The best waves discovered in the 21st century

Less than 16 years ago, some of the most well-known waves in the world had never been surfed.

However with modern tools like Google Earth, GPS and high-powered jet skis, surf adventurers started to discover more perfect waves. Here are the best of those newly-found swells.

Skeleton Bay, Namibia

Skeleton Bay, discovered with satellites. Photo Google Earth
Skeleton Bay, discovered with satellites. Photo: Google Earth
In 2007, American surfer Brian Gable entered Skeleton Bay into SURFING’s Google Earth Challenge 2 competition, where readers submitted satellite pictures of potential, undiscovered surf breaks.

A year later, when the first footage of the wave appeared, it was clear that an epic wave was found.

Although Skeleton Bay sits on the edge of one of the oldest deserts in the world, the fact that 35 million cubic feet of sand flows past Skeleton Bay per year means it is constantly on the move. Twenty years ago it might not have existed, and in 20 years it may be gone.

Right now, though, it’s one of surfing’s best waves.

Aleutian Islands, Alaska

<iframe src=”″ width=”612″ height=”412″ frameborder=”0″ webkitallowfullscreen mozallowfullscreen allowfullscreen></iframe><p><a href=”″>The Cradle of Storms – SURFER</a> from <a href=””>TheEnthusiastNetwork</a> on <a href=””>Vimeo</a>.</p>

In 2014, Alex Gray, Josh Mulcoy and Pete Devries journeyed through the remote Aleutian Arc of Alaska and discovered a series of world-class waves.

Using modern GPS technology, Word-War-II-era planes, quad bikes and intuition, the trio explored the freezing, unchartered waves and documented it in their movie The Cradle of Storms.

An ancient landscape became a surfing frontier.

The Right, Western Australia

Chris Ross showing why this wave remained unmolested for a millennia. Photo: Russ Ord
Chris Ross showing why this wave remained unmolested for a millennia. Photo: Russ Ord
The infamous right-hand slab, located off the isolated coast of Western Australia, was tackled by local fisherman and body boarders around a decade ago. Before long, word spread of the wave’s power and fury.

By 2007, big-wave chargers like Mark Mathews, Richie Vaculik and Paul Paterson realized that this was a wave that could hold its shape in giant conditions. Footage of the surf spread worldwide.

Now, every time it breaks, there is a host of surfers lined up to tackle it. In its very short existence, The Right has established itself as one of the world’s most infamous waves.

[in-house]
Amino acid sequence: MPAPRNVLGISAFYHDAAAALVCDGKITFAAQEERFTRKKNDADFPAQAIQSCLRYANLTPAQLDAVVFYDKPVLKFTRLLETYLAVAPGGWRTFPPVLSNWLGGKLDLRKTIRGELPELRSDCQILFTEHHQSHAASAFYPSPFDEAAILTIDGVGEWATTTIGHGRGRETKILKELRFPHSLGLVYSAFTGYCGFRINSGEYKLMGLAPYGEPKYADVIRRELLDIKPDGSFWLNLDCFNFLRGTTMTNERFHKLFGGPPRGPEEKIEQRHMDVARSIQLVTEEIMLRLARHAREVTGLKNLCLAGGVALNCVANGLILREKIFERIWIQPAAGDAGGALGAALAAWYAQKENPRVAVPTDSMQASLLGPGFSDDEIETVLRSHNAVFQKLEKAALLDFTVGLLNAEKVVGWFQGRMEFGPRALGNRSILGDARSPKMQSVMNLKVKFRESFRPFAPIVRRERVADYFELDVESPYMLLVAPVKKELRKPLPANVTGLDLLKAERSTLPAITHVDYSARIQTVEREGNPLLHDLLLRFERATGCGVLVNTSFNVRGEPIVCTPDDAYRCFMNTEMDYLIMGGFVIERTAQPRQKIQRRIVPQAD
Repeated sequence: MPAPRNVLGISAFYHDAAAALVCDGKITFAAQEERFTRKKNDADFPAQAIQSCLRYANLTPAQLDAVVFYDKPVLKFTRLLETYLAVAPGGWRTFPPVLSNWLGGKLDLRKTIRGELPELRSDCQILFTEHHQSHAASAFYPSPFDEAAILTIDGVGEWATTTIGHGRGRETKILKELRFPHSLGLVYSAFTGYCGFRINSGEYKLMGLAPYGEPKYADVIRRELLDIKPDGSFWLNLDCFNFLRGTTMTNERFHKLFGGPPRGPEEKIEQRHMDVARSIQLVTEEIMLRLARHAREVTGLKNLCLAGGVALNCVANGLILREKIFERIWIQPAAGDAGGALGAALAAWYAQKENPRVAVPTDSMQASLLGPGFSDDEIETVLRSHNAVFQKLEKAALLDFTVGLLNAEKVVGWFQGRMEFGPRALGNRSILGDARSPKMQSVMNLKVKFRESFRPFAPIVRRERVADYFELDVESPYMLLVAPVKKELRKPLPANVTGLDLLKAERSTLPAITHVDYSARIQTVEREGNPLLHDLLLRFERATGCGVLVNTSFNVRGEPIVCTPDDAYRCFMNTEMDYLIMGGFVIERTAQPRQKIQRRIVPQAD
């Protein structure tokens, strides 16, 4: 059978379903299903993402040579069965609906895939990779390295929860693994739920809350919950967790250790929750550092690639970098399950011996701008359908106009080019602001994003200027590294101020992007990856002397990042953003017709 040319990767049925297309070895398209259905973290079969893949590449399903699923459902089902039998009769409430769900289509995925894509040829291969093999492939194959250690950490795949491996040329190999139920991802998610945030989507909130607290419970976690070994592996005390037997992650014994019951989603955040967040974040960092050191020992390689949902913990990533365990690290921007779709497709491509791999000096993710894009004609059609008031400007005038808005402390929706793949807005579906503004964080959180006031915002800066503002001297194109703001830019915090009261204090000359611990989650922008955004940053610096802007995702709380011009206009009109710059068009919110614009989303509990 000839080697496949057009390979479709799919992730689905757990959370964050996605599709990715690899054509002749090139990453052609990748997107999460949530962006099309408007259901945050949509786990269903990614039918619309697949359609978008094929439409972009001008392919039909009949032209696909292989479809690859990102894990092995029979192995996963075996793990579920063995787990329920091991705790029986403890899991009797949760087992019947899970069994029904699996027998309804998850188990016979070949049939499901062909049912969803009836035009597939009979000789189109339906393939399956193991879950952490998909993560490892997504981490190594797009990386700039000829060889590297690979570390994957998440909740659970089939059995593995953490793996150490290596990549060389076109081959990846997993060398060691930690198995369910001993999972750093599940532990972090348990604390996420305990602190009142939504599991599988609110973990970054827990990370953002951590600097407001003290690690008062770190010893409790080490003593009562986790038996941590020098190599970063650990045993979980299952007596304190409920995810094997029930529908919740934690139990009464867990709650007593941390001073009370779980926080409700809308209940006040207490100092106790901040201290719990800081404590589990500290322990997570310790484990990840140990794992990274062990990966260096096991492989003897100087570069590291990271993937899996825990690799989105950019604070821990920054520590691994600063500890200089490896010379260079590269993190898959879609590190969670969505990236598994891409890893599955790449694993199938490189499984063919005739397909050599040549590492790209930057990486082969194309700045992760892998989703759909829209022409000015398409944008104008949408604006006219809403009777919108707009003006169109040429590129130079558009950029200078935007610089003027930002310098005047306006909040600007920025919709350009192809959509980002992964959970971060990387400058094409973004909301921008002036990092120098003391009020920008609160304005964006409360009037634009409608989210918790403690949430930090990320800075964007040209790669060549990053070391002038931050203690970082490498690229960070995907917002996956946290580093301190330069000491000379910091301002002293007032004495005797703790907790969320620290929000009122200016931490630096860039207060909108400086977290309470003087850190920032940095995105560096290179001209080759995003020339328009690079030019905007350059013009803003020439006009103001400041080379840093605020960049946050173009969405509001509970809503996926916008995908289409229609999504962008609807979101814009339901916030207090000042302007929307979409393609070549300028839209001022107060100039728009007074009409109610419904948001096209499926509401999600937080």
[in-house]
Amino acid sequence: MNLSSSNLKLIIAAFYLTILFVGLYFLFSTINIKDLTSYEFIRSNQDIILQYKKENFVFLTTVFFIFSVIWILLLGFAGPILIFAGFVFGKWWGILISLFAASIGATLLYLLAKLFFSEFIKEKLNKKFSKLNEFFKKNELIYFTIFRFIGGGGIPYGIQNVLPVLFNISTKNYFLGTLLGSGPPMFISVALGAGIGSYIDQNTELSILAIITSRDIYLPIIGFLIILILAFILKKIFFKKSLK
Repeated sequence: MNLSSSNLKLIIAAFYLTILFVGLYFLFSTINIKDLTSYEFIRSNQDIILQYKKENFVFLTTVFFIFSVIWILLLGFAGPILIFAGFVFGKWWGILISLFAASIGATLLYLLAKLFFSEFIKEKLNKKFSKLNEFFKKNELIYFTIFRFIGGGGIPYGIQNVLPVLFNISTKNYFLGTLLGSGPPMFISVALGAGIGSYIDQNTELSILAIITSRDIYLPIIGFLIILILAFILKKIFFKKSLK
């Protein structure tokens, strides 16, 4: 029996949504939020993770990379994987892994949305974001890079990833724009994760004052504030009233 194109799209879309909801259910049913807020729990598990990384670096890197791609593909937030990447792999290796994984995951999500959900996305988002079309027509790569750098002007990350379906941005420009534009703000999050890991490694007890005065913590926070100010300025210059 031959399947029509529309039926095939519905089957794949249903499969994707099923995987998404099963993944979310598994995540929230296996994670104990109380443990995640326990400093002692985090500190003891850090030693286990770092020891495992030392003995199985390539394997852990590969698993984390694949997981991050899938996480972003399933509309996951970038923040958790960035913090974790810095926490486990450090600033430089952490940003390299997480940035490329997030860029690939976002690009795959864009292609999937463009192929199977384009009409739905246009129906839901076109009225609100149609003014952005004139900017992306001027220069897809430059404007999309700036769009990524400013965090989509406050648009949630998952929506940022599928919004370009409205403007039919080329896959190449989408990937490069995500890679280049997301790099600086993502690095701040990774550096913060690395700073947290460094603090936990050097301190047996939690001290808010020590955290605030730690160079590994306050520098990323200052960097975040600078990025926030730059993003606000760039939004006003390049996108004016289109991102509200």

Angola, South Africa

Most of surf explorer Kepa Acero’s 21st-century finds have started with days of research on Google Earth and finished with hundreds of days of traveling, alone.

This mix of modern methodology and ancient adventure had him hunting down previously un-surfed waves in Patagonia, India, Indonesia and Angola. Since the start of the millennium, perhaps no individual has unveiled more waves than Acero. And between 2012 and 2013, Acero tackled Angola. Under Desert Sun, by Kevin Voegtlin, documents the journey.

Rileys, Ireland

Fergal Smith reaps the rewards of Mickey's hard work. Photo by Mickey Smith
Fergal Smith reaps the rewards of Mickey’s hard work. Photo: Mickey Smith
At the start of the century, photographer and surfer Mickey Smith started to scout the west coast of Ireland near his adopted home of Lahinch.

Smith is a traditionalist though. Instead of Google Earth or helicopter flights, the Englishman simply took off with his camera, board and dog and walked the wild coastline.

It took years of trudging in mud to discover two of Ireland’s, and the world’s, best big-wave spots which he named Rileys and Aileens. After sharing the information with his mates, and then documenting the action, the waves became world famous.

Galicia slabs, Spain

<iframe src=”″ width=”612″ height=”412″ frameborder=”0″ webkitallowfullscreen mozallowfullscreen allowfullscreen></iframe> <p><a href=”″>Discovering Galice. Coast Of Death – TEASER</a> from <a href=””>Axi Muniain</a> on <a href=””>Vimeo</a>.</p>

The Galician coast of Northern Spain has been a smuggler’s paradise for over 500 years. Its rocky, isolated and treacherous coast is a fantastic spot to hide all sorts of treasures and contraband either entering or leaving Europe. Surfers, however, came late to the party.

While the waves in the area have been surfed since the ’70s, it is only in the last five years that some of its true big-wave potential has been unlocked.

Most of the treasure chests have been picked by big-wave surfer Axi Muniain, who spent the better part of three years scouring the coast by bus, on foot and in the water by jet ski. He discovered a skew of waves, and two, in particular, with world-class potential.

Smugglers would be proud.

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